MARTIAL ART - AIKIDO

Aikido Kanjis
I (Thomas) am practicing Aikido, a Japanese martial art. Aikido has many aspects that are best understood by practicing it. It is a “budo”, Japanese for “martial art”, it is spiritual and can be physically very demanding.

Again, it is difficult to write about it, unless you have seen it or practice Aikido yourself.

Aikido has been created by Ueshiba Morihei. Most practicing members like myself, belong to “Aikikai”, the worldwide Aikido federation with headquarters in Tokyo (Shinjuku).

Aikido is written with 3 Japanese letters, AI meaning “to meet”, KI is the oriental “ki-power””, sometimes also written as “CHI” and often translated with “energy” or “spirit”.  DO is the “way”. So Aikido is a way to live (and practice) how to meet the KI of the partner in practice, and in a wider sense to live to be in harmony with the KI of the people you meet and in a general sense with the KI of the universe. The pronunciation of the character “AI - to meet” is the same as that of a different character, i.e. “AI - love”. Therefore, the meaning “love” also resonates with aikido.

The round and very smooth movements in Aikido are very powerful as techniques in the Aikido as a martial art. In its round movements, often described by circles or spirals, Aikido has similarities with dance and in the subtleties of its movements can be close to the  Japanese Noh (theater). It is not difficult to describe aikido as an art. The beauty in its movements, the power that extends through them make it an art, a truly martial art.


In the last years we had three significant events. In 2011 Shimamoto Shihan got the 8th black belt. There are only very few masters in the Aikido world with such a highly distinguishing belt. In 2012 the Shosenji Dojo celebrated the 50th anniversary of its existence were hundreds of people came to celebrate and practice Aikido, including about 100 Aikikas from a dozen countries around the world. Festivities included a common practice/seminar with Doshu, a demonstration, and a formal party. And in 2013 three senseis of our dojo received their seventh black belt - another very distinguishing moment for our dojo.


I am very grateful that I can practice Aikido in the Toyonaka Shosenji Aikido Dojo under the guidance and teaching of our Shihan (Master) Shimamoto.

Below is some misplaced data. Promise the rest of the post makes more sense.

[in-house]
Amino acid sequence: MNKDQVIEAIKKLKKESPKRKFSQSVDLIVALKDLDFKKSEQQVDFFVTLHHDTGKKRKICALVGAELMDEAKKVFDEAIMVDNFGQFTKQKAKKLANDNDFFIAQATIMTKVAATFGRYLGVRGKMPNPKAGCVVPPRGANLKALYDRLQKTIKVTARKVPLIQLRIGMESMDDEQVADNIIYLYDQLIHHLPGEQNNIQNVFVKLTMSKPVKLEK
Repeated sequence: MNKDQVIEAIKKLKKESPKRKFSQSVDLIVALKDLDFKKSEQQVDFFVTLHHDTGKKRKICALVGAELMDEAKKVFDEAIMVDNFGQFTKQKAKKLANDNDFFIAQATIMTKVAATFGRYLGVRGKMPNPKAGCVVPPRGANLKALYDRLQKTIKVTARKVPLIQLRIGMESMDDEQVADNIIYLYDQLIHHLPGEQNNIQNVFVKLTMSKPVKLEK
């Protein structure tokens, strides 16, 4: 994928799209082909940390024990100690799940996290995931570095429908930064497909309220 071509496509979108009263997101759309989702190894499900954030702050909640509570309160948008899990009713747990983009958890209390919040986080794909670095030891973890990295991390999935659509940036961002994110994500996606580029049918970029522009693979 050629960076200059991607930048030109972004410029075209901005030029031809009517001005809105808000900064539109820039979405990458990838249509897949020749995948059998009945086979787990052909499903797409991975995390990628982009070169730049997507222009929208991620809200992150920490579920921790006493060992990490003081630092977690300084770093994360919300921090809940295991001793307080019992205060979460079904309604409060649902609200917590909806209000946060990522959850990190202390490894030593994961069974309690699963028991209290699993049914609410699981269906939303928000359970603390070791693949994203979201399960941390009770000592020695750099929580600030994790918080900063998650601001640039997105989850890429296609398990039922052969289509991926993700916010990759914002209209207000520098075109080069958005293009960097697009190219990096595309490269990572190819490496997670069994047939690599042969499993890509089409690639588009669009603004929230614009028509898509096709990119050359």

Here photos are shown of the Shosenji Dojo, the practice and demonstration during the festivities of the 50th anniversary of the Dojo (2012) and the International Aikido Congress in Wakayama (2009). (Pictures in Wakayama taken by other dojo members). Two pictures from 1999 show us training with the bokken (a wooden sword) and the jo (a wooden staff) during the summer camp of the Shosenjidojo in Kasumi. Usually one trains on mats in a dojo, but on this special occasion we were training on the ground of a temple and a Shinto shrine.

50th Anniversary Shosenjidojo Sept 2012

Aikido Congress Wakayama 2009

Aikido Demonstration of Shosenji Dojo on Noh stage in Tengawa Shrine, Nov 20, 2005

Aikido Shihan Embu 1 Congress Wakayama 2009

Aikido training in Toyonaka Shosenjidojo, 2005

Front of Shosenji Dojo

Me during Aikido Shosenjidojo training camp in Tenkawa 2005

Schosenjidojo Front during after 8

Shihan Embu 2 Congress Wakayama 2009

Shihan Embu 3 Congress Wakayama 2009

Shihan Embu 4 Congress Wakayama 2009

Shihan Embu 5 Congress Wakayama 2009

Shihan, Peter and Thomas in Shosenjidojo, 2000

Shimamoto Shihan in his Zen Priest Robe Apr 29, 2004

Shosenjidojo

Theo Strutz Painting in Dojo with Painting of Founder's Son

Thomas and Earl in Embu during 50th anniversary demonstrations

Thomas during aikido practice in Shosenjidojo

Training with bokken during the summer camp of Shosenjidojo, Thomas left, Kasumi, 1999

Traning with jo during summer camp of Shosenjidojo, Kasumi, 1999

 Copyright Thomas & Aurora Strutz

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